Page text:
Turn to faith in times of crisis; God does not abandon

This weekend we celebrate independence. We celebrate our country’s own separation from Great Britain. We celebrate our history, our heritage, our culture and our people. And in the midst of that celebration, we honor the individuals who have fought, and continue to do so, to keep our country united and free.
This particular July 4, however, casts an eerie shadow on the recent results of the United Kingdom’s European Union Referendum, as the British people voted to leave the EU. As Britain struggles to redefine itself and its place in the world, we can recall our own history, our own struggle for independence and the establishment of democracy.

For Britain, everything is in flux as its leaders attempt to understand the will of its people and the impact of the decision. As Prime Minister David Cameron said in his exit speech, “The will of the British people is an instruction that must be delivered.”

As I’ve watched the news and listened to both sides of the argument, one thing became quite clear: the vote was not simply a question of staying or leaving; it brought into question Britain’s very identity.

This is the same question that America also will be facing in November as we vote on our next president. Our choice will dictate the directions that we hope our country will follow, and those directions – given the state of the primary elections – seem disparate.

In fact, the turmoil in Britain combined with the anxieties that have surfaced during the presidential candidates’ campaigns suggest a crisis of political identity that stretches across Western civilization.

And what do we do in times of crisis? We search for guidance.

As Americans and Brits search within themselves to answer the question of national identity, we must also be looking for help from above.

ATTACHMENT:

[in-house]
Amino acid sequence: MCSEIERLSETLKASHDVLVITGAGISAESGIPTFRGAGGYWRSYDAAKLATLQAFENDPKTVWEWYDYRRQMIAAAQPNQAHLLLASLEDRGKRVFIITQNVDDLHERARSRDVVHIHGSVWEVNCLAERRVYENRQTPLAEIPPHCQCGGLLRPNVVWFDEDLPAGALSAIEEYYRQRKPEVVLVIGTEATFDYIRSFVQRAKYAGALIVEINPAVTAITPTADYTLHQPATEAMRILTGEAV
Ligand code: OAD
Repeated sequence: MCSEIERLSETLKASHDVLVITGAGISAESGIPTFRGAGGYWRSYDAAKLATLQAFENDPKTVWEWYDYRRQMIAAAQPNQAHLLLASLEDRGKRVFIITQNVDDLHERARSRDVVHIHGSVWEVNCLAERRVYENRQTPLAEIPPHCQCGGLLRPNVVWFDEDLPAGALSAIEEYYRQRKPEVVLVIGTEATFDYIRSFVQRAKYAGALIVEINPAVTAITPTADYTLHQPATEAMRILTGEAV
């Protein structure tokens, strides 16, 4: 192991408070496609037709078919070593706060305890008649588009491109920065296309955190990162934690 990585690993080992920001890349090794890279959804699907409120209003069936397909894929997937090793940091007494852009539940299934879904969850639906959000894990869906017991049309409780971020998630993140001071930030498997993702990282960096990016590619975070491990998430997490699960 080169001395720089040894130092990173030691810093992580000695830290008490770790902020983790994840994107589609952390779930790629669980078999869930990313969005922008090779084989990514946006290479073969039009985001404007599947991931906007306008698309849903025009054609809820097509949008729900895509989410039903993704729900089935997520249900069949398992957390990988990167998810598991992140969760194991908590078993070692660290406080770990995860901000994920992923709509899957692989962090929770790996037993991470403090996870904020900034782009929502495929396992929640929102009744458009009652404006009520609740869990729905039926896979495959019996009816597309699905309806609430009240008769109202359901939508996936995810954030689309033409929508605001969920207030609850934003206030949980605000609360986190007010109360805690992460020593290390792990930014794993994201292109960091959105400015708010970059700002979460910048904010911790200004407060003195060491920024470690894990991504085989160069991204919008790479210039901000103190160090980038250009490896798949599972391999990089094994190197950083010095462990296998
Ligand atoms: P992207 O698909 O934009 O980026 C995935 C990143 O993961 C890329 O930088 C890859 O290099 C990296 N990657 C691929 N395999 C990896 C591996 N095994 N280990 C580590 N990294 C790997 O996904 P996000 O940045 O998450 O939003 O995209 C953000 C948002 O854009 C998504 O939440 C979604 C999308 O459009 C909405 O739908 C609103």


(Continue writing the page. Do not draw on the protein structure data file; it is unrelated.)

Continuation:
In times of crisis, we come to the church. We seek guidance and peace from our faith, trusting that God will not abandon us and will continue to protect us. As the outcome of the British vote continues to play out, and as our presidential candidates continue their fight for the White House in November, we must look beyond ourselves and discern a way forward that defines us not only as an independent country, but a faithful country.

When we look back on our history, we realize that we are remembered by our actions and our works. When we recall our fight for independence, history immortalizes George Washington’s valiant charge against the redcoats; Paul Revere’s midnight ride and lanterns; Thomas Jefferson drafting the Declaration of Independence. We are immortalized by what we have done, so why not live out our faith in the choices we make and actions we complete?

As we honor our own independence and discern our own votes for the upcoming election, we should look to the church for guidance and remember that Jesus modeled the path to salvation by his faith and his actions.

Heather Bozant Witcher can be reached at This e-mail address is being protected from spambots. You need JavaScript enabled to view it.

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